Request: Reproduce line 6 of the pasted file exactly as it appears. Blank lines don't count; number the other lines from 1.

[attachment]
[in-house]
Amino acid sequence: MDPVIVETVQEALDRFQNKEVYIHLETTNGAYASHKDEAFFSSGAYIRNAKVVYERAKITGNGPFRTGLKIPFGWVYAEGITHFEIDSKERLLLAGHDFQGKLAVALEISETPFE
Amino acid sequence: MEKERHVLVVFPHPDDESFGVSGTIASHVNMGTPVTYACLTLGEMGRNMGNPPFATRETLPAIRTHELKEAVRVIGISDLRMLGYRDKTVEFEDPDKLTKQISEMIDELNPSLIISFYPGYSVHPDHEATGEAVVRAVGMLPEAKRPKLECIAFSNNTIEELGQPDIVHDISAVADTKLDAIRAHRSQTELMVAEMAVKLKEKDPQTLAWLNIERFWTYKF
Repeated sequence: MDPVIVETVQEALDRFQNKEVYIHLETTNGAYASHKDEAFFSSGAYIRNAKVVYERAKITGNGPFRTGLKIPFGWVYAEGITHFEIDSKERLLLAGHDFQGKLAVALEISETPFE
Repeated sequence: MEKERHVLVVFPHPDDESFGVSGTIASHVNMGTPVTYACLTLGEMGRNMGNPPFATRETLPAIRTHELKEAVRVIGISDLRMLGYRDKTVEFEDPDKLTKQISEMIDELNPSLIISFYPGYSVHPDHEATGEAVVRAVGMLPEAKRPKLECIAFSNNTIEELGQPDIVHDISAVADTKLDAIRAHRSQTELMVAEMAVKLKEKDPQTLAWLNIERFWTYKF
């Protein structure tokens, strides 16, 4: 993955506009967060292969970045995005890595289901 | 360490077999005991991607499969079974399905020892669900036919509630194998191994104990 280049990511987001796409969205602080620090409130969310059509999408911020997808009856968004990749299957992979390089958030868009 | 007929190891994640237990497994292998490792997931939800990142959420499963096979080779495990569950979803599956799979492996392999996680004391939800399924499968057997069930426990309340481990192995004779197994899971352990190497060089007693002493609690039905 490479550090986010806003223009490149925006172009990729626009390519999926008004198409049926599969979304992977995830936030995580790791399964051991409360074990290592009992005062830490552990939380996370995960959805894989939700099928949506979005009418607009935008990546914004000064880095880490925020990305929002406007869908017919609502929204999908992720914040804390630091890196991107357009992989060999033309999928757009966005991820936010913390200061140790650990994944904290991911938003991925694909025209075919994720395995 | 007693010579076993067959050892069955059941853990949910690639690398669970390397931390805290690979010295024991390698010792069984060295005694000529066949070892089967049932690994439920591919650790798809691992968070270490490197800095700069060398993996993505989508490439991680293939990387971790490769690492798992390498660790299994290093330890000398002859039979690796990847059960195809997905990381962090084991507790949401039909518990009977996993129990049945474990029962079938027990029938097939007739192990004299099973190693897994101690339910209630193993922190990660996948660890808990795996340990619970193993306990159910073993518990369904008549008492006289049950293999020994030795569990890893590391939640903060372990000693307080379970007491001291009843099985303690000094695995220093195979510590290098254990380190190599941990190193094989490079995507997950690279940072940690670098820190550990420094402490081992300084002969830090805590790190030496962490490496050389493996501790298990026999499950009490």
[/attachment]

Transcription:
């Protein structure tokens, strides 16, 4: 993955506009967060292969970045995005890595289901 | 360490077999005991991607499969079974399905020892669900036919509630194998191994104990 280049990511987001796409969205602080620090409130969310059509999408911020997808009856968004990749299957992979390089958030868009 | 007929190891994640237990497994292998490792997931939800990142959420499963096979080779495990569950979803599956799979492996392999996680004391939800399924499968057997069930426990309340481990192995004779197994899971352990190497060089007693002493609690039905 490479550090986010806003223009490149925006172009990729626009390519999926008004198409049926599969979304992977995830936030995580790791399964051991409360074990290592009992005062830490552990939380996370995960959805894989939700099928949506979005009418607009935008990546914004000064880095880490925020990305929002406007869908017919609502929204999908992720914040804390630091890196991107357009992989060999033309999928757009966005991820936010913390200061140790650990994944904290991911938003991925694909025209075919994720395995 | 007693010579076993067959050892069955059941853990949910690639690398669970390397931390805290690979010295024991390698010792069984060295005694000529066949070892089967049932690994439920591919650790798809691992968070270490490197800095700069060398993996993505989508490439991680293939990387971790490769690492798992390498660790299994290093330890000398002859039979690796990847059960195809997905990381962090084991507790949401039909518990009977996993129990049945474990029962079938027990029938097939007739192990004299099973190693897994101690339910209630193993922190990660996948660890808990795996340990619970193993306990159910073993518990369904008549008492006289049950293999020994030795569990890893590391939640903060372990000693307080379970007491001291009843099985303690000094695995220093195979510590290098254990380190190599941990190193094989490079995507997950690279940072940690670098820190550990420094402490081992300084002969830090805590790190030496962490490496050389493996501790298990026999499950009490």